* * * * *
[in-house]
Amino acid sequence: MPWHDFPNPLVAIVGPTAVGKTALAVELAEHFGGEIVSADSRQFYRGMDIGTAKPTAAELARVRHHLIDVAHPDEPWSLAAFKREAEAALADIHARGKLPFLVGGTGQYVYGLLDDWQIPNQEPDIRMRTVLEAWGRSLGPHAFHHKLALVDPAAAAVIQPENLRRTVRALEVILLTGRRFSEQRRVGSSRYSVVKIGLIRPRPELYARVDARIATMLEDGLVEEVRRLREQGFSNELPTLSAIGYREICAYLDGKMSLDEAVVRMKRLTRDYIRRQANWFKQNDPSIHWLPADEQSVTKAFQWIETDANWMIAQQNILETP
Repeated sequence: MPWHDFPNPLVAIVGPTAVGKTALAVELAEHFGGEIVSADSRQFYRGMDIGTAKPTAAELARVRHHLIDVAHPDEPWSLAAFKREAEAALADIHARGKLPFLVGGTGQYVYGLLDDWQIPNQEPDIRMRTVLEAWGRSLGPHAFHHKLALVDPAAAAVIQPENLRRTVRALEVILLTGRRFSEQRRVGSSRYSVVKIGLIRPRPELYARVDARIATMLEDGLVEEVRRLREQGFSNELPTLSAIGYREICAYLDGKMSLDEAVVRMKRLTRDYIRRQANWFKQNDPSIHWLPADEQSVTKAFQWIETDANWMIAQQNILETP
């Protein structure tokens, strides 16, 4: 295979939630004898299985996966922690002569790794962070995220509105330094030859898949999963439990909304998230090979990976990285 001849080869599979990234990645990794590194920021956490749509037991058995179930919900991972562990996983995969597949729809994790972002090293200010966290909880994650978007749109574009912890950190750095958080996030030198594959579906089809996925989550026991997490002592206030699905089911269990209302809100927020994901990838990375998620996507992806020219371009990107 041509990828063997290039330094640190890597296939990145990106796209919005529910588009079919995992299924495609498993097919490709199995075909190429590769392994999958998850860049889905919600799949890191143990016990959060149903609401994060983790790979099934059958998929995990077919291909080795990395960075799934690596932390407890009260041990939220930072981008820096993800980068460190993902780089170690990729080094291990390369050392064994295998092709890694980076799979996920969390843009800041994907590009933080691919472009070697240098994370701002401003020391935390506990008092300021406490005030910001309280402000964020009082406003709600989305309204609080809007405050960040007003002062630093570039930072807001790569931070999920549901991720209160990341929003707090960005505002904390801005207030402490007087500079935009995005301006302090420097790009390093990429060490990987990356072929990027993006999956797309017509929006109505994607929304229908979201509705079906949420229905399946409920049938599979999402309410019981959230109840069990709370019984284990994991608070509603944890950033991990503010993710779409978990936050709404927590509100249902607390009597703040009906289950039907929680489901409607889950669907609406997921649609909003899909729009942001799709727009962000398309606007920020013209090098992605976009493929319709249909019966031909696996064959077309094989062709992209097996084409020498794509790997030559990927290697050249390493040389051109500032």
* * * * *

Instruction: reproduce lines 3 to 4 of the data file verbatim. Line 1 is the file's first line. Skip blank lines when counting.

Repeated sequence: MPWHDFPNPLVAIVGPTAVGKTALAVELAEHFGGEIVSADSRQFYRGMDIGTAKPTAAELARVRHHLIDVAHPDEPWSLAAFKREAEAALADIHARGKLPFLVGGTGQYVYGLLDDWQIPNQEPDIRMRTVLEAWGRSLGPHAFHHKLALVDPAAAAVIQPENLRRTVRALEVILLTGRRFSEQRRVGSSRYSVVKIGLIRPRPELYARVDARIATMLEDGLVEEVRRLREQGFSNELPTLSAIGYREICAYLDGKMSLDEAVVRMKRLTRDYIRRQANWFKQNDPSIHWLPADEQSVTKAFQWIETDANWMIAQQNILETP
């Protein structure tokens, strides 16, 4: 295979939630004898299985996966922690002569790794962070995220509105330094030859898949999963439990909304998230090979990976990285 001849080869599979990234990645990794590194920021956490749509037991058995179930919900991972562990996983995969597949729809994790972002090293200010966290909880994650978007749109574009912890950190750095958080996030030198594959579906089809996925989550026991997490002592206030699905089911269990209302809100927020994901990838990375998620996507992806020219371009990107 041509990828063997290039330094640190890597296939990145990106796209919005529910588009079919995992299924495609498993097919490709199995075909190429590769392994999958998850860049889905919600799949890191143990016990959060149903609401994060983790790979099934059958998929995990077919291909080795990395960075799934690596932390407890009260041990939220930072981008820096993800980068460190993902780089170690990729080094291990390369050392064994295998092709890694980076799979996920969390843009800041994907590009933080691919472009070697240098994370701002401003020391935390506990008092300021406490005030910001309280402000964020009082406003709600989305309204609080809007405050960040007003002062630093570039930072807001790569931070999920549901991720209160990341929003707090960005505002904390801005207030402490007087500079935009995005301006302090420097790009390093990429060490990987990356072929990027993006999956797309017509929006109505994607929304229908979201509705079906949420229905399946409920049938599979999402309410019981959230109840069990709370019984284990994991608070509603944890950033991990503010993710779409978990936050709404927590509100249902607390009597703040009906289950039907929680489901409607889950669907609406997921649609909003899909729009942001799709727009962000398309606007920020013209090098992605976009493929319709249909019966031909696996064959077309094989062709992209097996084409020498794509790997030559990927290697050249390493040389051109500032």